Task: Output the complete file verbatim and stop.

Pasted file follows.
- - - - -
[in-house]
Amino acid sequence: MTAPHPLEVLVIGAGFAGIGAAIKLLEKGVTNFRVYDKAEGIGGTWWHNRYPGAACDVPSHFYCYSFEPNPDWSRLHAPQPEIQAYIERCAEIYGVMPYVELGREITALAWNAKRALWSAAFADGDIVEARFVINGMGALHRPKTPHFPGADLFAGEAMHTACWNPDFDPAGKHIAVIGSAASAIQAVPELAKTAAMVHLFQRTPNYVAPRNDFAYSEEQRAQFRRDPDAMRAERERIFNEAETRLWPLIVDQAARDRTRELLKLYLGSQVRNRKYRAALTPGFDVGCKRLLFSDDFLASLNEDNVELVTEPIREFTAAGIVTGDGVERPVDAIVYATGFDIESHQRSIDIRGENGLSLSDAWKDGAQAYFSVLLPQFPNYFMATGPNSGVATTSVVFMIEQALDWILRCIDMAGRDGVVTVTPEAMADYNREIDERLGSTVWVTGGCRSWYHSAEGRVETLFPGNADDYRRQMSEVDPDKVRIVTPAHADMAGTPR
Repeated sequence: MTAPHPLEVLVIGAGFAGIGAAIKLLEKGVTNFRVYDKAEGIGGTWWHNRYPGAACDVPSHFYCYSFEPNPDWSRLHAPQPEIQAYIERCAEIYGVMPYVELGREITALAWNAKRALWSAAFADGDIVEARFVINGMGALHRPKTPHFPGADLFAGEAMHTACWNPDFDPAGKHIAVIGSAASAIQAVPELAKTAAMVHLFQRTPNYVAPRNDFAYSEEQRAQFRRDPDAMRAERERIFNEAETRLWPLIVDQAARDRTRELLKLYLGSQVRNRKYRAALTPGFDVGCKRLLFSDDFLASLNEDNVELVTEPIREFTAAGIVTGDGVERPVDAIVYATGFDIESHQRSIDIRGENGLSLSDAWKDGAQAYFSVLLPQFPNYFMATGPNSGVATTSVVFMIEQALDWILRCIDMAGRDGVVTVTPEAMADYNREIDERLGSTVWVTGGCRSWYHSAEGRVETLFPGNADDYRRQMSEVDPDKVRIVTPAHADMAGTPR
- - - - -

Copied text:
[in-house]
Amino acid sequence: MTAPHPLEVLVIGAGFAGIGAAIKLLEKGVTNFRVYDKAEGIGGTWWHNRYPGAACDVPSHFYCYSFEPNPDWSRLHAPQPEIQAYIERCAEIYGVMPYVELGREITALAWNAKRALWSAAFADGDIVEARFVINGMGALHRPKTPHFPGADLFAGEAMHTACWNPDFDPAGKHIAVIGSAASAIQAVPELAKTAAMVHLFQRTPNYVAPRNDFAYSEEQRAQFRRDPDAMRAERERIFNEAETRLWPLIVDQAARDRTRELLKLYLGSQVRNRKYRAALTPGFDVGCKRLLFSDDFLASLNEDNVELVTEPIREFTAAGIVTGDGVERPVDAIVYATGFDIESHQRSIDIRGENGLSLSDAWKDGAQAYFSVLLPQFPNYFMATGPNSGVATTSVVFMIEQALDWILRCIDMAGRDGVVTVTPEAMADYNREIDERLGSTVWVTGGCRSWYHSAEGRVETLFPGNADDYRRQMSEVDPDKVRIVTPAHADMAGTPR
Repeated sequence: MTAPHPLEVLVIGAGFAGIGAAIKLLEKGVTNFRVYDKAEGIGGTWWHNRYPGAACDVPSHFYCYSFEPNPDWSRLHAPQPEIQAYIERCAEIYGVMPYVELGREITALAWNAKRALWSAAFADGDIVEARFVINGMGALHRPKTPHFPGADLFAGEAMHTACWNPDFDPAGKHIAVIGSAASAIQAVPELAKTAAMVHLFQRTPNYVAPRNDFAYSEEQRAQFRRDPDAMRAERERIFNEAETRLWPLIVDQAARDRTRELLKLYLGSQVRNRKYRAALTPGFDVGCKRLLFSDDFLASLNEDNVELVTEPIREFTAAGIVTGDGVERPVDAIVYATGFDIESHQRSIDIRGENGLSLSDAWKDGAQAYFSVLLPQFPNYFMATGPNSGVATTSVVFMIEQALDWILRCIDMAGRDGVVTVTPEAMADYNREIDERLGSTVWVTGGCRSWYHSAEGRVETLFPGNADDYRRQMSEVDPDKVRIVTPAHADMAGTPR